DAMAC Properties says it has seen a marked increase in transactions from India since recent regulations were implemented to improve transparency in the market.
“We now have more buyers from India than any other nationality,” DAMAC senior vice president Niall McLoughlin says. “This is in a big way down to the increased confidence they feel in the Dubai property market following the recent legislation developments.”
The property and construction industry in Dubai was badly affected after finance dried up following the GFC in 2008, bringing activity on many projects to a grinding halt.
In response, the government has implemented a number of measures to restore market confidence, including the provision of residency to overseas buyers of property worth more than $1 million, and ensuring that all lease contracts are registered through a government database and all transactions with the Land Department go through a centralised listing for available property.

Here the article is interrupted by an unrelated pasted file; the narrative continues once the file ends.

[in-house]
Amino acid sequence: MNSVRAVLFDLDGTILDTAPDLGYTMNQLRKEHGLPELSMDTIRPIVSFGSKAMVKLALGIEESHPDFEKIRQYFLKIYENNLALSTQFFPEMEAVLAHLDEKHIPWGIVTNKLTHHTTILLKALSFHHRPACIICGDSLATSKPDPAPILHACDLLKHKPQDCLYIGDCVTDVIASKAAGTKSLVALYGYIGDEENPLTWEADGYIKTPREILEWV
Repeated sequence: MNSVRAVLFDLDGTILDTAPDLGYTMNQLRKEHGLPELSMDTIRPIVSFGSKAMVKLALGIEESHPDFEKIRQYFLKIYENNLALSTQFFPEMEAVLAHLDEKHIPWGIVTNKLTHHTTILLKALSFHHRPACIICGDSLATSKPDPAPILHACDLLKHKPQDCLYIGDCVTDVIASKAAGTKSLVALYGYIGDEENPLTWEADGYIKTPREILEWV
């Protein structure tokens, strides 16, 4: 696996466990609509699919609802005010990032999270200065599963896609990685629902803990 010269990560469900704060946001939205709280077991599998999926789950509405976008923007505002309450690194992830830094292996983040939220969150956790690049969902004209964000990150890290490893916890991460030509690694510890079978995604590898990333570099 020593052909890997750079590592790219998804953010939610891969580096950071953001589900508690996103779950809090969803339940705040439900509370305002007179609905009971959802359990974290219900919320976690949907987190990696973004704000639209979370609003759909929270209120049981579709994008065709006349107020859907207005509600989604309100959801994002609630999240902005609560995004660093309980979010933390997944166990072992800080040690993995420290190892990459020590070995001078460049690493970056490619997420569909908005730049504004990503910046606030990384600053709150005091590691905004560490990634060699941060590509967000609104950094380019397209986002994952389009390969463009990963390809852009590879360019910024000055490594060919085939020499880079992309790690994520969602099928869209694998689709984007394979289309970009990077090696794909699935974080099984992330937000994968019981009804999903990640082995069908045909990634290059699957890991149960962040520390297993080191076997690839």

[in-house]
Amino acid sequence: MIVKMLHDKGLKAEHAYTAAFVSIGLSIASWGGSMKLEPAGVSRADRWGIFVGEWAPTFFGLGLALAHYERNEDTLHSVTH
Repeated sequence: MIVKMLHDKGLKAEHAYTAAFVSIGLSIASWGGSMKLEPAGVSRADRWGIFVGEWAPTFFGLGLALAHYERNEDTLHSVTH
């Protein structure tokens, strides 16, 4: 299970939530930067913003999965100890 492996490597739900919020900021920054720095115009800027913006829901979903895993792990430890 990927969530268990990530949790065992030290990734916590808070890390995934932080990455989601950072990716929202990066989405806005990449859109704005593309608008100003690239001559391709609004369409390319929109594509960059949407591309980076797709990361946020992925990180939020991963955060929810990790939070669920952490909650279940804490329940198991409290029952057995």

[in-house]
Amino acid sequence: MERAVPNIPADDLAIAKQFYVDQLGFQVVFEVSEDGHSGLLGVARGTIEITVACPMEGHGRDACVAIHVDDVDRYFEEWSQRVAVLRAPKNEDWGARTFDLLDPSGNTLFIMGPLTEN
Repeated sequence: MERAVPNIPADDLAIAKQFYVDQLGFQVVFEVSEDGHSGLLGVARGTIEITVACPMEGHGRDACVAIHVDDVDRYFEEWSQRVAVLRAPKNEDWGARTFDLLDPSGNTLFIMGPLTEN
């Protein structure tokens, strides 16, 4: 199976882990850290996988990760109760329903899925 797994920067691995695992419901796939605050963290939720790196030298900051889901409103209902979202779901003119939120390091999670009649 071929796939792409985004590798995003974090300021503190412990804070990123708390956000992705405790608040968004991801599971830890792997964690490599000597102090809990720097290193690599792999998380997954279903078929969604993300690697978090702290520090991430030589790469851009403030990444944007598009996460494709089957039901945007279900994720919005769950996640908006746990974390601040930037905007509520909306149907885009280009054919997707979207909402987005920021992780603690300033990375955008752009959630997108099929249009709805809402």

McLoughlin has welcomed the moves, saying it was important to have clear processes for buyers and tenants in order to boost confidence and make it easier for international buyers to conduct business and transactions in the sector.
While McLoughlin obviously has a vested interest in talking up the sector, his sentiments regarding market conditions are well supported by factual data. The number of transactions taking place in the Dubai property market jumped from 1,578 in the third quarter last year to 2,873 in the quarter just gone according to figures from real-estate services firm CBRE. Also, a number of prominent construction firms, including Emaar Properties, Aldar Properties and Sorough Real Estate have delivered strong profit results of late.
For buyers and investors to ensure the new laws are protecting them, McLoughlin says they should insist on four key pieces of information when dealing with any developer: their trade licence, a contract in place with the master developer, title deeds and details of the account associated to the project they are interested in.
“These are now all required by law and every reputable developer should be able to supply you these very easily,” he says.
In addition to the benefits of a well regulated industry, McLoughlin says Indian buyers are being attracted by taxation considerations as no capital gains tax is levied on either the property or any rental returns generated.